This is precisely our situation today: we face the shameless cynicism of a global order whose agents only imagine that they believe in their ideas of democracy, human rights and so on. Through actions like the WikiLeaks disclosures, the shame – our shame for tolerating such power over us – is made more shameful by being publicised. When the US intervenes in Iraq to bring secular democracy, and the result is the strengthening of religious fundamentalism and a much stronger Iran, this is not the tragic mistake of a sincere agent, but the case of a cynical trickster being beaten at his own game.
I'm not naïve. I'm no fan of state power. But neither of corporate power. The world in which we live today is a complicated one, in which corporate and state power are often intertwined or interdependent, but sometimes antagonistic to each other. A properly crafted net neutrality law would limit corporate power in the critical arena of internet access, and as a consequence would limit state power as well.
In San Francisco, our part of the January 15th global protests for Wikileaks will focus on this issue; we are calling it a Media Intervention for Wikileaks.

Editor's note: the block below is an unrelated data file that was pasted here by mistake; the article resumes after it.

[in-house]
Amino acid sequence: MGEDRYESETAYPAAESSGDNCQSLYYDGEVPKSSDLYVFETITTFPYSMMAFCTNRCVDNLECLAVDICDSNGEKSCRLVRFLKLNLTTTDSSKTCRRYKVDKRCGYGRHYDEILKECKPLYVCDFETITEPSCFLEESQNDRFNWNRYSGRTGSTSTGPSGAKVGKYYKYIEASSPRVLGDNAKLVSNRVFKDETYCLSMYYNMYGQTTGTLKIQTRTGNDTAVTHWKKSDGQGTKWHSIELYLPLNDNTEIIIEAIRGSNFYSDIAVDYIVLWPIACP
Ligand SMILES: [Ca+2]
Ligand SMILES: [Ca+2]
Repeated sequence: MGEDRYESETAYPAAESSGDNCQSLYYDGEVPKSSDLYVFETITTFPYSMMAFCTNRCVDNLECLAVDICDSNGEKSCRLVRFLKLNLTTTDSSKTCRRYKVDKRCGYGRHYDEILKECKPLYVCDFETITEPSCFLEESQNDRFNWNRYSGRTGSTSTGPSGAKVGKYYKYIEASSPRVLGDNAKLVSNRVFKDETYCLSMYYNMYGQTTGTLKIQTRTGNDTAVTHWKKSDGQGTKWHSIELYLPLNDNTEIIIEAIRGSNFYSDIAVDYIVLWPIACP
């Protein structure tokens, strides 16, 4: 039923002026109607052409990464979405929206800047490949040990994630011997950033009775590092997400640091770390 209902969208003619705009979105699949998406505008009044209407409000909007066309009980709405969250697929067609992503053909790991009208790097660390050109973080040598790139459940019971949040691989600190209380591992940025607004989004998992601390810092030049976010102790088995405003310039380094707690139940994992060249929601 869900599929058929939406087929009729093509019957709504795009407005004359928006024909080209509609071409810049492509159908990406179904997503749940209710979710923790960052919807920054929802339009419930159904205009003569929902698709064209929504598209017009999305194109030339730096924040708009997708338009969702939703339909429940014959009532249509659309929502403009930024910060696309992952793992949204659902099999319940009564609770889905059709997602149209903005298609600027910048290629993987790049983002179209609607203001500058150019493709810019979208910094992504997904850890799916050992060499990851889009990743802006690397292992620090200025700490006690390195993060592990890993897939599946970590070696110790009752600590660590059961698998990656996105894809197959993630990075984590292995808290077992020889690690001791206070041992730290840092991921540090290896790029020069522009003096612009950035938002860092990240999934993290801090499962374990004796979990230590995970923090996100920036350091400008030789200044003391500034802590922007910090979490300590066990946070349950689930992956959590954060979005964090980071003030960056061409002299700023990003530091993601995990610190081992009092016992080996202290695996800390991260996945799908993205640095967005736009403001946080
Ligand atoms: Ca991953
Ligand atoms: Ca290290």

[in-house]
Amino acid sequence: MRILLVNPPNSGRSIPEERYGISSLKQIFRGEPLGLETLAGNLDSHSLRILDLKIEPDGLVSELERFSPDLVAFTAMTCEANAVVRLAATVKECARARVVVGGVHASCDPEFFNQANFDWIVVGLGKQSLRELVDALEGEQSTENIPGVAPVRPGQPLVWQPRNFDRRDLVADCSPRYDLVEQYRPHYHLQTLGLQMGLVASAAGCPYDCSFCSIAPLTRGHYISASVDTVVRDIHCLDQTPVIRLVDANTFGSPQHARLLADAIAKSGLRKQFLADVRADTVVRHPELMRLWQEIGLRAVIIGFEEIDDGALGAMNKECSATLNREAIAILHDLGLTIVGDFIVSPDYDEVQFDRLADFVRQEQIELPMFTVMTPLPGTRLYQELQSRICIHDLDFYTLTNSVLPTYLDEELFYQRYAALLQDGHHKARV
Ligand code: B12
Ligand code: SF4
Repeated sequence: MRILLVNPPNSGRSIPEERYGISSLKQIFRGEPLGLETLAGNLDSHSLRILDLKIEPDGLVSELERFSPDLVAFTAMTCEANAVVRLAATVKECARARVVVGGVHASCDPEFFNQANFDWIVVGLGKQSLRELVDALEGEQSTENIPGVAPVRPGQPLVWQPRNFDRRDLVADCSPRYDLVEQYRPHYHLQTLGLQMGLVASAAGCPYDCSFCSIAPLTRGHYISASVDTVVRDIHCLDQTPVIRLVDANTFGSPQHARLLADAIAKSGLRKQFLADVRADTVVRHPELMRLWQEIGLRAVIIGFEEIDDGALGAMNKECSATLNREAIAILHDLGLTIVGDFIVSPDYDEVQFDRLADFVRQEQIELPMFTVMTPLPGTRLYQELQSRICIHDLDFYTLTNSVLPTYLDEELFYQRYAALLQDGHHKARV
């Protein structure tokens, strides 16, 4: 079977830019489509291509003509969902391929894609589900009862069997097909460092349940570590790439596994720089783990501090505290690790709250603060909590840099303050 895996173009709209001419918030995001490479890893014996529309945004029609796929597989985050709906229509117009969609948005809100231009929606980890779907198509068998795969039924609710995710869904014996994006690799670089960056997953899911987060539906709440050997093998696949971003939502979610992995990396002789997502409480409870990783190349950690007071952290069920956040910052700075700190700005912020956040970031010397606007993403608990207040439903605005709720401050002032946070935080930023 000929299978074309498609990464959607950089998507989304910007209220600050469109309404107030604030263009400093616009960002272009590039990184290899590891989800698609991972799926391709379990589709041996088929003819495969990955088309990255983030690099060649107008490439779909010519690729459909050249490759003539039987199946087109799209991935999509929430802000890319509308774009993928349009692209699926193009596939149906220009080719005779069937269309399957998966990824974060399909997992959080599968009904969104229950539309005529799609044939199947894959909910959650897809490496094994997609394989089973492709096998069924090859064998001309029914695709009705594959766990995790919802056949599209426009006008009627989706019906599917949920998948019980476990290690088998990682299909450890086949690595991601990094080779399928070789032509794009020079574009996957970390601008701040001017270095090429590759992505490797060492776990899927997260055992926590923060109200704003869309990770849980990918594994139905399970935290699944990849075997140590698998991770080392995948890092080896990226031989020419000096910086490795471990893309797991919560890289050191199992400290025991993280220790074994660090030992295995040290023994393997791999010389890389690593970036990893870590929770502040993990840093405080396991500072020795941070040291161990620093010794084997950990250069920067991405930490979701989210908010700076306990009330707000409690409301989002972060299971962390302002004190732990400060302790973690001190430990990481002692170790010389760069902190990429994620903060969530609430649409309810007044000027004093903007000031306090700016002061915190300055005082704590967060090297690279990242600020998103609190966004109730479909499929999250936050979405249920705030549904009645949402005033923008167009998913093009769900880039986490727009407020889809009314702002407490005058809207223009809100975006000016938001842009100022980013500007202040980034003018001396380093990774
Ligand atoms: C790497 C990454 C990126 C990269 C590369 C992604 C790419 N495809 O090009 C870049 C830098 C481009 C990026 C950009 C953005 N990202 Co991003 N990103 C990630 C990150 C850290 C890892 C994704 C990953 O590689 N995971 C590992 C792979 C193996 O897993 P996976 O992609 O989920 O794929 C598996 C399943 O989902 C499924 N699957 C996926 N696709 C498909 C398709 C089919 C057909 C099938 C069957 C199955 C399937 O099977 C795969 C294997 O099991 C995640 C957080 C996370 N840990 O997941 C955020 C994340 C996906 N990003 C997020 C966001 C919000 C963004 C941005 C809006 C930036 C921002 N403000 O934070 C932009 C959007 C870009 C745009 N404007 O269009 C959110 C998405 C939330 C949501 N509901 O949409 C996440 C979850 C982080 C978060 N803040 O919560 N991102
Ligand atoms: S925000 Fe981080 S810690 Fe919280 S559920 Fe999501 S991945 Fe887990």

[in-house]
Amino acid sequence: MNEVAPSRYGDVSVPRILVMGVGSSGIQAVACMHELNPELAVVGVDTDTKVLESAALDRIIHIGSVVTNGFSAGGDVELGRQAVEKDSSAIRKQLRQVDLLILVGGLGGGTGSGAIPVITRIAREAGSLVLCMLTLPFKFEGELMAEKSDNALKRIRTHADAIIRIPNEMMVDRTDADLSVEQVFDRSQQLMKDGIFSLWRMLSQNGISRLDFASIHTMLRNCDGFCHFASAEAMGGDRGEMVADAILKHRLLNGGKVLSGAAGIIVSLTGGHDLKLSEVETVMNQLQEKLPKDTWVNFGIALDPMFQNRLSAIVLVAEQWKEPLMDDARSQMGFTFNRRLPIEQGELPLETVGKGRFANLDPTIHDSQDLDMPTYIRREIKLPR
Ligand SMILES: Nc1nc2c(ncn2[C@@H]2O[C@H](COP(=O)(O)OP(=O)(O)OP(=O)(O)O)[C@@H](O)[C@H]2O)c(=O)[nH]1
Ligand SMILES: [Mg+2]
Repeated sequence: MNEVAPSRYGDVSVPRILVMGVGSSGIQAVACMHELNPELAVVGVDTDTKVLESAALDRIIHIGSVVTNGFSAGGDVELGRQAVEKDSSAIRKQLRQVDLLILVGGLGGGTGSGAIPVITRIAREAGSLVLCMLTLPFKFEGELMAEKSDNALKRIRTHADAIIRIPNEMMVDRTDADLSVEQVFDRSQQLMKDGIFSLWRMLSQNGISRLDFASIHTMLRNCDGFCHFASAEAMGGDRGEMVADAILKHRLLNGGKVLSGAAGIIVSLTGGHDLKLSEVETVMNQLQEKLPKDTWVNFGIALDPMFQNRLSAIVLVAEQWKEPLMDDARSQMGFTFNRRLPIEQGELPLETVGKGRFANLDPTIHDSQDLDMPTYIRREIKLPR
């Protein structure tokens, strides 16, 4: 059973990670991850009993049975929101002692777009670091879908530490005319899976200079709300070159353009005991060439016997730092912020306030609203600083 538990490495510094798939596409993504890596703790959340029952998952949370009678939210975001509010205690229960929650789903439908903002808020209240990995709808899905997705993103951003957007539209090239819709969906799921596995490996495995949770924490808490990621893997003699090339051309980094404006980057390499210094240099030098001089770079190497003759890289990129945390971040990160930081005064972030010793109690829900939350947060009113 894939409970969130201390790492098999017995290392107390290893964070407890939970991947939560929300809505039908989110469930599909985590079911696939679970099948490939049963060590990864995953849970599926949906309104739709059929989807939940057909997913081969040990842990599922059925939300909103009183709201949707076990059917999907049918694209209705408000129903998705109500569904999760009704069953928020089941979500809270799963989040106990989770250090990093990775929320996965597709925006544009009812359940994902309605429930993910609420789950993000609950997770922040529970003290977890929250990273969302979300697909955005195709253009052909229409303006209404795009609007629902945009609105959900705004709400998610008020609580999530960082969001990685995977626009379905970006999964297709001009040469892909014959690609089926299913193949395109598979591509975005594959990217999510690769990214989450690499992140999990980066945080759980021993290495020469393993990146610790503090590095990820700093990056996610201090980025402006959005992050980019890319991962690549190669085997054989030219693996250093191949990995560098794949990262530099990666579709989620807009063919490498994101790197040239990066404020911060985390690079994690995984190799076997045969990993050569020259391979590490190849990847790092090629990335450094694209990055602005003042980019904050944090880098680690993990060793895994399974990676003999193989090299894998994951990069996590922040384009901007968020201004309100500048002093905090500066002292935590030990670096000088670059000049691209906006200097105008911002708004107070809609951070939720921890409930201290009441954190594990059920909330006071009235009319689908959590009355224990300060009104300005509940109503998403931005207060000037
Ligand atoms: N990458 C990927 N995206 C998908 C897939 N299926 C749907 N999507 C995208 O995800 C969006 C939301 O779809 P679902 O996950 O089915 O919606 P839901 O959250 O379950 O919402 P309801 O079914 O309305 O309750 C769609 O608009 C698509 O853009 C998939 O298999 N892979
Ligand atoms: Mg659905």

The article I was looking for is here. Doesn't mention Time or TNR, though.
The Big Lie
The biggest lie is that Wikileaks "indiscriminately dumped" 250,000 unredacted cables on the Web. The truth is that as of January 4th, 2011, they have released just under 2000 diplomatic cables, each of them carefully vetted by one of their partner news organizations. Glenn Greenwald has done a great job of attempting to slay this dragon.
Many, many mainstream media outlets have repeated this lie. Sometimes an organization is inconsistent, and tells the truth sometimes and the lie other times. We need to force each and every one to always say the truth.
NPR recently corrected their lie and apologized. This is great news! But just the beginning....
Somewhere out there I thought I read a list of all the other orgs and quotes and links to this big lie. Can't find it - so I'm putting up this. Please add examples in the comments.
Easy start: Time: "But the law is too broad a brush to try to draw a distinction between WikiLeaks' indiscriminate posting of the cables — which Burns called "nihilistic" — and the more careful vetting evidenced by The New York Times, Abrams said." This was the subject of an article by Glenn Greenwald.
The New Republic: "...Wikileaks would have dumped that information, along with the other 250,000 cables."
Corrected! Information Week
If you haven't heard of Slavoj Žižek yet, well, now's the time! He's a Slovenian philosopher. In many ways he fulfills the stereotype that the phrase "Slovenian philosopher" brings to mind. He has an intense yet approachable speaking style, strangely charismatic while being slightly disgusting. YouTube has many videos of his speeches. He clearly doesn't seem to care how he's dressed and exhibits tics worthy of a cokehead at 3am on a Saturday night.
He's also a genius.